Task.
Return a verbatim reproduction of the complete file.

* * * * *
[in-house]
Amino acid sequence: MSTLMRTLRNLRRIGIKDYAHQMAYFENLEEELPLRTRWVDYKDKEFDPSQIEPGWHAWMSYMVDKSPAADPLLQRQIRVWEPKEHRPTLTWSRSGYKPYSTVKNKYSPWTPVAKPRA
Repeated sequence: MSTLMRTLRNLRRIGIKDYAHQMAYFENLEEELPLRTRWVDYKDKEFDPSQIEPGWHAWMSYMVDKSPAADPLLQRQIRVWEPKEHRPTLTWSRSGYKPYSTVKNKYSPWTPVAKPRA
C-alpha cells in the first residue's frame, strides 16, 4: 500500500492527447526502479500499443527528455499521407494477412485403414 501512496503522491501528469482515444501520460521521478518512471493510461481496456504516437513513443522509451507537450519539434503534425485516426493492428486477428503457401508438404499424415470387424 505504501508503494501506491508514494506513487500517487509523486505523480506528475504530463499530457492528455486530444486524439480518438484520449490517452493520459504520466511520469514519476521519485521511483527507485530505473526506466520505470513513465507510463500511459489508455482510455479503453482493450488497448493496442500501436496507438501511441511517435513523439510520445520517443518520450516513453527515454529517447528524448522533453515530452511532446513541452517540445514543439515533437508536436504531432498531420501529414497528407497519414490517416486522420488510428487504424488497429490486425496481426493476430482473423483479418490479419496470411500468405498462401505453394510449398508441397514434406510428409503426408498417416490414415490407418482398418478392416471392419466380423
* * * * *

[in-house]
Amino acid sequence: MSTLMRTLRNLRRIGIKDYAHQMAYFENLEEELPLRTRWVDYKDKEFDPSQIEPGWHAWMSYMVDKSPAADPLLQRQIRVWEPKEHRPTLTWSRSGYKPYSTVKNKYSPWTPVAKPRA
Repeated sequence: MSTLMRTLRNLRRIGIKDYAHQMAYFENLEEELPLRTRWVDYKDKEFDPSQIEPGWHAWMSYMVDKSPAADPLLQRQIRVWEPKEHRPTLTWSRSGYKPYSTVKNKYSPWTPVAKPRA
C-alpha cells in the first residue's frame, strides 16, 4: 500500500492527447526502479500499443527528455499521407494477412485403414 501512496503522491501528469482515444501520460521521478518512471493510461481496456504516437513513443522509451507537450519539434503534425485516426493492428486477428503457401508438404499424415470387424 505504501508503494501506491508514494506513487500517487509523486505523480506528475504530463499530457492528455486530444486524439480518438484520449490517452493520459504520466511520469514519476521519485521511483527507485530505473526506466520505470513513465507510463500511459489508455482510455479503453482493450488497448493496442500501436496507438501511441511517435513523439510520445520517443518520450516513453527515454529517447528524448522533453515530452511532446513541452517540445514543439515533437508536436504531432498531420501529414497528407497519414490517416486522420488510428487504424488497429490486425496481426493476430482473423483479418490479419496470411500468405498462401505453394510449398508441397514434406510428409503426408498417416490414415490407418482398418478392416471392419466380423